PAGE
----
For decades, San Francisco and other high-cost California cities have added fewer homes than needed to accommodate all the people who want to live in them. Adding fuel to the fire, San Francisco has added over 50,000 jobs in the last four years and is growing by approximately 10,000 new residents per year. With statistics like those, even the city’s current housing “boom” of approximately 3,500 units per year in 2014 and 2015 (compared to an average of 1,750 per year over the prior twenty) can’t go far in solving the crisis.
There are 3.3 million low-income households in California, the majority of which spend more than 50 percent of their income on housing. Most of them will never have the opportunity to live in a high-quality subsidized affordable housing unit like the ones that nonprofits build and manage in San Francisco. Nor will they be able to access one of a shrinking number of housing vouchers provided by the federal government. How do we help the vast majority of low- and middle-income residents who cannot access these benefits?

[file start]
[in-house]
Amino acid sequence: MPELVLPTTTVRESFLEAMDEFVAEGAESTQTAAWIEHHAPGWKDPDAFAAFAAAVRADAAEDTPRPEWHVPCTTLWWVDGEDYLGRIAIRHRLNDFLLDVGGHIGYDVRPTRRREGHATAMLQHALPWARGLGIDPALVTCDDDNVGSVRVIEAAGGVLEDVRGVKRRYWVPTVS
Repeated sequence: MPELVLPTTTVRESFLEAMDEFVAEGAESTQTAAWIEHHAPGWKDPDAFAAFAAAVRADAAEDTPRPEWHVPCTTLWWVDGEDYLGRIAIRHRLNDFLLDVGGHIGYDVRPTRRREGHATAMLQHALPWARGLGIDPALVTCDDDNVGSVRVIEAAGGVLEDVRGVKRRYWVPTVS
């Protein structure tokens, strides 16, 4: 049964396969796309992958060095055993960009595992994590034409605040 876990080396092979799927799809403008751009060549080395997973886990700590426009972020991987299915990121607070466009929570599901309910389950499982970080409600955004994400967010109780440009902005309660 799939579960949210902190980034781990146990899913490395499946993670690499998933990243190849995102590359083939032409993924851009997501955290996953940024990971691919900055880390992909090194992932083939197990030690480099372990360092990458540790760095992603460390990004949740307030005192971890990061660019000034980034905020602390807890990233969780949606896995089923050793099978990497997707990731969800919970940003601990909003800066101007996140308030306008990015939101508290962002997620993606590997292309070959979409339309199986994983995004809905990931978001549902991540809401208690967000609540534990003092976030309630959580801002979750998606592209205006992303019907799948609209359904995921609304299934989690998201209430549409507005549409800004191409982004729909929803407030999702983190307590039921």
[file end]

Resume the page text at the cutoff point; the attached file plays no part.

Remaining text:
A new paper from the California Legislative Analyst’s Office provides evidence that market-rate housing construction plays an important role in housing affordability for low-income households. In this follow-up to last year’s California’s High Housing Costs: Causes and Consequences, the LAO shows that urban counties nationwide with more housing construction had slower rent growth than California coastal cities.
In the Bay Area between 2000 and 2013, census tracts with more market-rate housing construction experienced significantly less displacement of low-income households than those with the least construction.
As SPUR has long argued, to address this crisis San Francisco and cities like it must plan for dense growth in the right places, dedicate significant funding to subsidized housing for those with the most need, pursue innovations that could address the needs of the middle-class as well as lower-income households, and allow robust production of non-subsidized, market-rate housing. It won’t be easy, but growing the overall supply can reduce the strain on our existing housing— and the resulting displacement pressures that many low-income households face.